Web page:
70kW solar systems: Compare prices & installers

70kW solar photovoltaic (PV) systems are a popular system size for small and medium-size businesses to cut their power bills in Australia. In this article we look at the typical price ranges and power output for a 70kW solar system. We also examine some of the factors necessary for ensuring that a 70kW system and systems of similar size are a good investment.

70kW solar system pricing

Solar system prices have fallen dramatically across Australia in recent years. Being towards the upper end of the size scale for non-utility scale solar projects, 70kW systems benefit from economies of scale, generally costing less per watt than smaller, residential solar systems.

Solar Choice publishes pricing ranges for commercial solar systems on a monthly basis using data from our installer network. These Commercial Solar PV Price Check articles provide the Australian solar industry (and customers) with a means to get ballpark figures about what a system might cost. Although the data does not include pricing specifically for 70kW systems, it does contain numbers for 50kW and 100kW installations.

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Victo Aero Space 70kW solar system

70kW solar power installation on the roof of Vector Aerospace in Brisbane. Project tender managed by Solar Choice Commercial.

To see more photos of commercial installations managed by Solar Choice, visit our Tender Management page.

70kW solar systems: Power generation

Many factors influence the electricity output of a solar array. These include but are not limited to:

All of these things should be considered carefully when estimating how much power a solar array might produce.

The more sunlight there is in your area, the more power a solar system will produce there. Generally speaking, a system in Australia will produce 4 kilowatt-hours (kWh) per kW of capacity per day on average annual. In the summer, it will be higher, while in the winter it will be lower.

As an example: a well-installed 70kW solar system in Sydney, NSW would produce about (3kWh x 70kW =) 210kwh per day in winter, while in the summer the same 70kW solar PV system would produce around (5kWh x 70kW =) 350kwh. A similar system in Brisbane might produce as much as 280kWh per day in winter and 450kWh in summer. (Figures are approximate only.)

What factors affect a 70kW solar system as an investment?

Return on investment for a 70kW solar system is also dependent on a number of factors. The most important of these are:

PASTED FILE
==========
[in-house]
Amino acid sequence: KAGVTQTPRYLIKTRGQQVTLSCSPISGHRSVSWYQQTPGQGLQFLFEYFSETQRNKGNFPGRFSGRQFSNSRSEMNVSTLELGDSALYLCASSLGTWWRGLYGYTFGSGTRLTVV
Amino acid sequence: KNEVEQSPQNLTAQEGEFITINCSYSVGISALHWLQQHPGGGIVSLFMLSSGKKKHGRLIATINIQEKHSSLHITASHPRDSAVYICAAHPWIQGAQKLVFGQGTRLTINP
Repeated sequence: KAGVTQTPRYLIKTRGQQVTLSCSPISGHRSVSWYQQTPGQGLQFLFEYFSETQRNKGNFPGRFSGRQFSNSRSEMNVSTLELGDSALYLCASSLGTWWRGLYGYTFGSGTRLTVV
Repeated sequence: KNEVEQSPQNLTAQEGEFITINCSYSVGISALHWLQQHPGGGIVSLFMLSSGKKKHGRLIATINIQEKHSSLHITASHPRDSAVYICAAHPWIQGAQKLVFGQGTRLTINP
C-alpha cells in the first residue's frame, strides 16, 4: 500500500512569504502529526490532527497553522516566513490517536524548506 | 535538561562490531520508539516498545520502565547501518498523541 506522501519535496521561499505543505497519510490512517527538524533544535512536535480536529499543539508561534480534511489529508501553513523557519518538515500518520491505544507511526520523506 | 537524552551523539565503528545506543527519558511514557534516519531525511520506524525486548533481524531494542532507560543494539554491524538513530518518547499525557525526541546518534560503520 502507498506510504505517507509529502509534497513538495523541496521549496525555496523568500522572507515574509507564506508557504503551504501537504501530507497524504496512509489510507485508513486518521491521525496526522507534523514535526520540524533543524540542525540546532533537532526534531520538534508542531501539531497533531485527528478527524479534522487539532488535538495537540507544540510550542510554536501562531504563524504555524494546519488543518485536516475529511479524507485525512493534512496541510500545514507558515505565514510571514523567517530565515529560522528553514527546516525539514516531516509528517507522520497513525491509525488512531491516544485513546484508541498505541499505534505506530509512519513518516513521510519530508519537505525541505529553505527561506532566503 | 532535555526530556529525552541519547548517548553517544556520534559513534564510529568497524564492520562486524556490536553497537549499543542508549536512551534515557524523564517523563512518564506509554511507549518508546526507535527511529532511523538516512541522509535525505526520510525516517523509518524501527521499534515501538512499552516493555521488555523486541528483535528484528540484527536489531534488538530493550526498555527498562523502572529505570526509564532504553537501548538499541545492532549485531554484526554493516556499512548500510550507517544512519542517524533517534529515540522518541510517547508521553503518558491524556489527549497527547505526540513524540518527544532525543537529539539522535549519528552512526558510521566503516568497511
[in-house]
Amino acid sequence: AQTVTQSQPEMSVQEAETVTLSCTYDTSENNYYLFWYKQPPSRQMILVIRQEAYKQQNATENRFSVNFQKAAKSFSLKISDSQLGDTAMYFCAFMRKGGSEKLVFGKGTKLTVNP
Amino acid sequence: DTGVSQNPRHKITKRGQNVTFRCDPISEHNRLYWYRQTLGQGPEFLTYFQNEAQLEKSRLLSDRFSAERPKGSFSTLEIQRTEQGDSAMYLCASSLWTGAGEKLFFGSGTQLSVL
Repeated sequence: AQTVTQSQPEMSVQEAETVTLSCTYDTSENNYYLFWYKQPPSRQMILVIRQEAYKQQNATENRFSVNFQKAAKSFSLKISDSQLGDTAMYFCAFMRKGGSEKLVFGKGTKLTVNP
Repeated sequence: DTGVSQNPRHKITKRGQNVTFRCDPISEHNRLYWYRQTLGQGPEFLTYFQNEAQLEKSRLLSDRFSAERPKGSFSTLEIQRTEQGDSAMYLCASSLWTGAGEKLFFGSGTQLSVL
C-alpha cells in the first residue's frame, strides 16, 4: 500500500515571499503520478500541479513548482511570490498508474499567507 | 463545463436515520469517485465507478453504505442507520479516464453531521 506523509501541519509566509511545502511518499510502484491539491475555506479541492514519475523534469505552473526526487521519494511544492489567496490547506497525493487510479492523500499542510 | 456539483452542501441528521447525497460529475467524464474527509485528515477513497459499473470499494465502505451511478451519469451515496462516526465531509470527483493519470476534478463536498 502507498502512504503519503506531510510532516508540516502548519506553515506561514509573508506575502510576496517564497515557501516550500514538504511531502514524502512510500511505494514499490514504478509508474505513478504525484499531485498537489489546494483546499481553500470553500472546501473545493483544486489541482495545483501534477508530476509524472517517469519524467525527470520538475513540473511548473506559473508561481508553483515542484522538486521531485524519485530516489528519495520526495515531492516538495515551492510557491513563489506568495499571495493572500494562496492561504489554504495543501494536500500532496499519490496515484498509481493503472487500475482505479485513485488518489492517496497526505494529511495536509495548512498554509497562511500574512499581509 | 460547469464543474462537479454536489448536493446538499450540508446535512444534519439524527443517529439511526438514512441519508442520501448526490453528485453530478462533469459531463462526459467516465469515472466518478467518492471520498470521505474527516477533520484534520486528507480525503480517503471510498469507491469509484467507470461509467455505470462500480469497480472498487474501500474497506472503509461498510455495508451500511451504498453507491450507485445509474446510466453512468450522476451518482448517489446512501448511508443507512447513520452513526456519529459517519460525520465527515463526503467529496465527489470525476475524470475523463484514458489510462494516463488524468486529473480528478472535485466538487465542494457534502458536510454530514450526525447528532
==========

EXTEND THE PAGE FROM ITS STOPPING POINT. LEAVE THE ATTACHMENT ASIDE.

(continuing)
• The up-front and ongoing costs associated with the system,
  • The amount paid for electricity from utilities,
  • Type of financing used for the system, and
  • The amount paid, if any, for surplus power fed into the grid or sold to a 3rd party.

1) The long-term investment-worthiness of a 70kW solar system will depend to a large degree on its cost. It’s important to discriminate between ‘cheap’ and ‘good value’ systems. Don’t go with the first offer that comes your way – make sure you shop around for the best deal.

2) If you’re looking into solar, it’s probably because your electricity bills have risen dramatically in recent years. With a solar power system, a business can significantly reduce its reliance on grid electricity – and therefore its power bills. Thousands of businesses in Australia have figured this out and have made the choice to go solar.

Solar Choice Commercial has a team devoted to working out how solar PV can benefit our commercial clients. Read about what our Commercial Business Case and Design Team does.

3) Financing can be key in ensuring the economic viability of going solar. Make sure you know your options.

Solar Choice Commercial offers a unique commercial solar PV financing package that enables the right customers to set up a solar farm or other large-scale installation with no capital expenditure, among other benefits. Learn more about Solar Choice’s Commercial Finance Package.

4) Businesses usually go solar with the aim of reducing their power bills by generating their own electricity. However, in certain cases, it may be possible to take advantage of a feed-in tariff incentive scheme or to negotiate a power purchase agreement (PPA) with a 3rd party. Either of these, if available, will do much to make going solar an even more attractive prospect.


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